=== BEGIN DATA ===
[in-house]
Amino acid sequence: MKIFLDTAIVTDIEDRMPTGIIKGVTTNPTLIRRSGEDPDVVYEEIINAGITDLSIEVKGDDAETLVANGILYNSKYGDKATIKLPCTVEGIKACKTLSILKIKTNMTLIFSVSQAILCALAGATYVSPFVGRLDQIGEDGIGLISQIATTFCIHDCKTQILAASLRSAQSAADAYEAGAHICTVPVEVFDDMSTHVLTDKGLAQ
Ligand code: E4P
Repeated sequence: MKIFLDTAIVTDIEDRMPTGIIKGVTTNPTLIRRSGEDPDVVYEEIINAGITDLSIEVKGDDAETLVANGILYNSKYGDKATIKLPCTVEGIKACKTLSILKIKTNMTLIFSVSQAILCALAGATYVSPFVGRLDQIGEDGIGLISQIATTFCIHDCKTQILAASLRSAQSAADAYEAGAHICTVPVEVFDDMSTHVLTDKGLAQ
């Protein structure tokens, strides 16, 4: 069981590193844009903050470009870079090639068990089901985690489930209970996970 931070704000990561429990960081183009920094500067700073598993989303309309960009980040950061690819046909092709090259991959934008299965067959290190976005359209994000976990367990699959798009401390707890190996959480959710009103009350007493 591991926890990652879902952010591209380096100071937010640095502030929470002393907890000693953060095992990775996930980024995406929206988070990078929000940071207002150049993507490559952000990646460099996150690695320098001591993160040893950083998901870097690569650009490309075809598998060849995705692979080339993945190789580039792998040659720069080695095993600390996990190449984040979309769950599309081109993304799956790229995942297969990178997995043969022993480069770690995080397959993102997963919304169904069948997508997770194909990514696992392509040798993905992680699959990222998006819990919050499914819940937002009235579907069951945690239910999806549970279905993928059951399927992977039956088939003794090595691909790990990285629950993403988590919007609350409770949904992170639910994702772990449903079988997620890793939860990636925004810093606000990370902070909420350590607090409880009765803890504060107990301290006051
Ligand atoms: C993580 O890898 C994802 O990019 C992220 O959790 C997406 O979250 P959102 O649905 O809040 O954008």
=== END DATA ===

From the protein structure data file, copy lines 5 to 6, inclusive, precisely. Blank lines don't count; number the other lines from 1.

């Protein structure tokens, strides 16, 4: 069981590193844009903050470009870079090639068990089901985690489930209970996970 931070704000990561429990960081183009920094500067700073598993989303309309960009980040950061690819046909092709090259991959934008299965067959290190976005359209994000976990367990699959798009401390707890190996959480959710009103009350007493 591991926890990652879902952010591209380096100071937010640095502030929470002393907890000693953060095992990775996930980024995406929206988070990078929000940071207002150049993507490559952000990646460099996150690695320098001591993160040893950083998901870097690569650009490309075809598998060849995705692979080339993945190789580039792998040659720069080695095993600390996990190449984040979309769950599309081109993304799956790229995942297969990178997995043969022993480069770690995080397959993102997963919304169904069948997508997770194909990514696992392509040798993905992680699959990222998006819990919050499914819940937002009235579907069951945690239910999806549970279905993928059951399927992977039956088939003794090595691909790990990285629950993403988590919007609350409770949904992170639910994702772990449903079988997620890793939860990636925004810093606000990370902070909420350590607090409880009765803890504060107990301290006051
Ligand atoms: C993580 O890898 C994802 O990019 C992220 O959790 C997406 O979250 P959102 O649905 O809040 O954008």